Thinking of Stealing a Tesla? Just Use Flipper Zero

Thinking of Stealing a Tesla? Just Use Flipper Zero

Researchers have found a new way of hijacking WiFi networks at Tesla charging stations for stealing vehicles- a design flaw that only needs an affordable, off-the-shelf tool.

Experts find an easy way to steal a Tesla

As Mysk Inc. cybersecurity experts Tommy Mysk and Talal Haj Bakry have shown in a recent YouTube video hackers only require a simple $169 hacking tool known as Flipper Zero, a Raspberry Pi, or just a laptop to pull the hack off. 

This means that with a leaked email and a password, the owner could lose their Tesla car. The rise of AI technologies has increased phishing and social engineering attacks. As a responsible company, you must factor in such threats in your threat models. 

And it’s not just Tesla. You’ll be surprised to know cybersecurity experts have always cautioned about the use of keyless entry in the car industry, which often leaves modern cars at risk of being hacked.

Hash Tag Foolery

The problem isn’t hacking- like breaking into software, it’s a social engineering attack that tricks a car owner into handing over their information. Using a Flipper, the experts create a WiFi network called “Tesla Guest,” the same name Tesla uses for its guest networks at service centers. After this, Mysk created a fake website resembling Tesla’s login page. 

After this, it’s a cakewalk. In this case, hackers broadcast networks around a charging station, where a bored driver might be looking to connect over WiFi. The owner (here, the victim) connects to the WiFi and fills in their username and password on the fake Tesla website.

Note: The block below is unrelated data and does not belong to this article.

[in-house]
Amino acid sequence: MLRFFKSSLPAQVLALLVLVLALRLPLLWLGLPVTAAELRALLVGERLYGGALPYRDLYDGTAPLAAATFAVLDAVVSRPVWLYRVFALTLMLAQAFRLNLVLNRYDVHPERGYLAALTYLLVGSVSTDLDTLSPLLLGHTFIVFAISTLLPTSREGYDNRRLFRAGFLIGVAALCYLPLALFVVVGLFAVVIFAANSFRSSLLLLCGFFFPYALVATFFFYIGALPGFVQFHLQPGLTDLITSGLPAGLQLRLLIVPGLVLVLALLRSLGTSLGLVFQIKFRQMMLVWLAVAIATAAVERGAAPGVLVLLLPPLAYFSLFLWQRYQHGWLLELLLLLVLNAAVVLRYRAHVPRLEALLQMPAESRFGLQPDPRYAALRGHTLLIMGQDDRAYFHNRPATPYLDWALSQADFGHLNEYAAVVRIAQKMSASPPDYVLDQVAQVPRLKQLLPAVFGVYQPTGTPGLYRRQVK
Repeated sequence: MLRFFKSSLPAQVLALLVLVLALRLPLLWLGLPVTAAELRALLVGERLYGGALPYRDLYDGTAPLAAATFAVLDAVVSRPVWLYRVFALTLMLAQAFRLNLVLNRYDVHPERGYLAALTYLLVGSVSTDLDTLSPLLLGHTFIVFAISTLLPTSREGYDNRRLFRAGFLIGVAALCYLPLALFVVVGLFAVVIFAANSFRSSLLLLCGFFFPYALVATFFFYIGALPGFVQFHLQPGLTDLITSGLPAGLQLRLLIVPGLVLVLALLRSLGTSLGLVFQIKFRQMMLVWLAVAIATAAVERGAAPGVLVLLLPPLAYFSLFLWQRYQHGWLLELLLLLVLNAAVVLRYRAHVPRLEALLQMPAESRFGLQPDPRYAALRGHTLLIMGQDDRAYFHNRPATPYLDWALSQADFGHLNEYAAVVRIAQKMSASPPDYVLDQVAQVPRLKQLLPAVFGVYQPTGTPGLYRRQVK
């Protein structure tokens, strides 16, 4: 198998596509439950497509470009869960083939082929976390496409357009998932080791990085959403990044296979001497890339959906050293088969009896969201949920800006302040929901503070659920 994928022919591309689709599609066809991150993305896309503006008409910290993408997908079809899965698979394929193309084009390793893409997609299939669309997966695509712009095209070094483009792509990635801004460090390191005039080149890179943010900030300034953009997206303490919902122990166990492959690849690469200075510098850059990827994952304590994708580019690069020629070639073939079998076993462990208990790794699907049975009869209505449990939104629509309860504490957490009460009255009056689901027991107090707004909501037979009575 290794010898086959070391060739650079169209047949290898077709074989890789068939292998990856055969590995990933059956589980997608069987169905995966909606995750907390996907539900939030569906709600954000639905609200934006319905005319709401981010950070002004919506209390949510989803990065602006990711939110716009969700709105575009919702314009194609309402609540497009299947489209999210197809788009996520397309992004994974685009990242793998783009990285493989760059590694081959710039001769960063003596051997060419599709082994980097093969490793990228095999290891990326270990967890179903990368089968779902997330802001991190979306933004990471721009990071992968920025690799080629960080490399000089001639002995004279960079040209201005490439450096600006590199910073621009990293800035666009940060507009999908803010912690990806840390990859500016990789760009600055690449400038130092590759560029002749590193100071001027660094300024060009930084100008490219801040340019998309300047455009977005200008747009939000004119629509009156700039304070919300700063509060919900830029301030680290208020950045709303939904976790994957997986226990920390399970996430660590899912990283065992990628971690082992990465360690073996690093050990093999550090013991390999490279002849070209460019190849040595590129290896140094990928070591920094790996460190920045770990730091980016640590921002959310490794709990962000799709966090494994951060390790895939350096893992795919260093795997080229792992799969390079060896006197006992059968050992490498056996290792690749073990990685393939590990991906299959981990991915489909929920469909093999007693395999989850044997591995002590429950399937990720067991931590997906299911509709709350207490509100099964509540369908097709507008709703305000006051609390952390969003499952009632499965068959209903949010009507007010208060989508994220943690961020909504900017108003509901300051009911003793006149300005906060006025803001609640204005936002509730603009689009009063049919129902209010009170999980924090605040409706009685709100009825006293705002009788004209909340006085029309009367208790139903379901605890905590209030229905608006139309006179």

The hacker uses the provided login credentials and gains access to the real Tesla app, which prompts a two-factor authentication code. The victim puts the code into the fake site, and hackers get access to their account. 

Once you’ve trespassed into the Tesla app, you can create a “phone key” to unlock and control the car via Bluetooth using a smartphone. Congratulations, the car is yours!

Mysk has demonstrated the attack in a YouTube video. 

Tesla can fix the flaw easily but chooses not to

Mysk says that Tesla doesn’t alert the owner if a new key is created, so the victim doesn’t know they’ve been breached. And the bad guy doesn’t have to steal the car right away, because the app shows the location of the car. 

The Tesla owner can charge the car and take it somewhere else, the thief just has to trace the location and steal it, without needing a physical card. Yes, it’s that easy. 

Mysk tested the design flaw on his own Tesla and discovered he could easily create new phone keys without having access to the original key card. But Tesla has mentioned that’s not possible in its owner manual. 

Tesla evades allegation

When Mysk informed Tesla about his findings, the company said it was all by design and “intended behaviour,” underplaying the flaw. 

Mysk doesn’t agree, stressing the design to pair a phone key is only made super easy at the cost of risking security. He argues that Tesla can easily fix this vulnerability by alerting users whenever a new phone key is created. 

But without any efforts from Tesla, the car owners might as well be sitting ducks. 

A sophisticated computer/machine doesn’t always mean it’s secure, the extra complex layers make us more vulnerable. Two decades back, all you needed to steal a car was getting a driver’s key or hot-wiring the vehicle. But if your car key is a bundle of ones and zeroes, you must rethink the car’s safety.

Source: Original Post

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